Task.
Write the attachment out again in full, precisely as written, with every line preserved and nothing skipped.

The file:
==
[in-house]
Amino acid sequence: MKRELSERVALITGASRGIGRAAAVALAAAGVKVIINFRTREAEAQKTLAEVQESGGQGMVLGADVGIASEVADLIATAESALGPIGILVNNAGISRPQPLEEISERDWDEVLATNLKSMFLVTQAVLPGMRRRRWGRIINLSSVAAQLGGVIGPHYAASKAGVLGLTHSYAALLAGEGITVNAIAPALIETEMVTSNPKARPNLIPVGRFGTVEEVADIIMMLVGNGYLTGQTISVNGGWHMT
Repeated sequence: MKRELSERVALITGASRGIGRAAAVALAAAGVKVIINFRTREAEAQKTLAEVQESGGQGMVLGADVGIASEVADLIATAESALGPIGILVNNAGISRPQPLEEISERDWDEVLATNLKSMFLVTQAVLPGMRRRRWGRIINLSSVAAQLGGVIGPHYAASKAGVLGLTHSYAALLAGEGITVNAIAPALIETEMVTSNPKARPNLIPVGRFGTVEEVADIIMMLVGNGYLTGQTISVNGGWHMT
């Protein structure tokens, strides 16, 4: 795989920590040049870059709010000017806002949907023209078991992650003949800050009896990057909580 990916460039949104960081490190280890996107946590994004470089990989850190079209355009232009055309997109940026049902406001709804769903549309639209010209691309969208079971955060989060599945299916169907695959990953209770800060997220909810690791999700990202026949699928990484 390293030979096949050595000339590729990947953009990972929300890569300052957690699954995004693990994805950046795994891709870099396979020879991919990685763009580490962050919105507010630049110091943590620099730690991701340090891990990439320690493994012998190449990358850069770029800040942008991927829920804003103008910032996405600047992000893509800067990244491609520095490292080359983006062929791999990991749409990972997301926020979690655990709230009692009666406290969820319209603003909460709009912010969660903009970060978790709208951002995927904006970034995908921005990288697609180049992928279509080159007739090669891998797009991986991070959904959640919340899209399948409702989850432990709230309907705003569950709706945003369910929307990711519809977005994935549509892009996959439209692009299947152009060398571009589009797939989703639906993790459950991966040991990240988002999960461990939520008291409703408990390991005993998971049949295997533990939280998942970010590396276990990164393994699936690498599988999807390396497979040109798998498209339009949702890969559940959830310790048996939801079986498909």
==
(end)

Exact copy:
[in-house]
Amino acid sequence: MKRELSERVALITGASRGIGRAAAVALAAAGVKVIINFRTREAEAQKTLAEVQESGGQGMVLGADVGIASEVADLIATAESALGPIGILVNNAGISRPQPLEEISERDWDEVLATNLKSMFLVTQAVLPGMRRRRWGRIINLSSVAAQLGGVIGPHYAASKAGVLGLTHSYAALLAGEGITVNAIAPALIETEMVTSNPKARPNLIPVGRFGTVEEVADIIMMLVGNGYLTGQTISVNGGWHMT
Repeated sequence: MKRELSERVALITGASRGIGRAAAVALAAAGVKVIINFRTREAEAQKTLAEVQESGGQGMVLGADVGIASEVADLIATAESALGPIGILVNNAGISRPQPLEEISERDWDEVLATNLKSMFLVTQAVLPGMRRRRWGRIINLSSVAAQLGGVIGPHYAASKAGVLGLTHSYAALLAGEGITVNAIAPALIETEMVTSNPKARPNLIPVGRFGTVEEVADIIMMLVGNGYLTGQTISVNGGWHMT
């Protein structure tokens, strides 16, 4: 795989920590040049870059709010000017806002949907023209078991992650003949800050009896990057909580 990916460039949104960081490190280890996107946590994004470089990989850190079209355009232009055309997109940026049902406001709804769903549309639209010209691309969208079971955060989060599945299916169907695959990953209770800060997220909810690791999700990202026949699928990484 390293030979096949050595000339590729990947953009990972929300890569300052957690699954995004693990994805950046795994891709870099396979020879991919990685763009580490962050919105507010630049110091943590620099730690991701340090891990990439320690493994012998190449990358850069770029800040942008991927829920804003103008910032996405600047992000893509800067990244491609520095490292080359983006062929791999990991749409990972997301926020979690655990709230009692009666406290969820319209603003909460709009912010969660903009970060978790709208951002995927904006970034995908921005990288697609180049992928279509080159007739090669891998797009991986991070959904959640919340899209399948409702989850432990709230309907705003569950709706945003369910929307990711519809977005994935549509892009996959439209692009299947152009060398571009589009797939989703639906993790459950991966040991990240988002999960461990939520008291409703408990390991005993998971049949295997533990939280998942970010590396276990990164393994699936690498599988999807390396497979040109798998498209339009949702890969559940959830310790048996939801079986498909």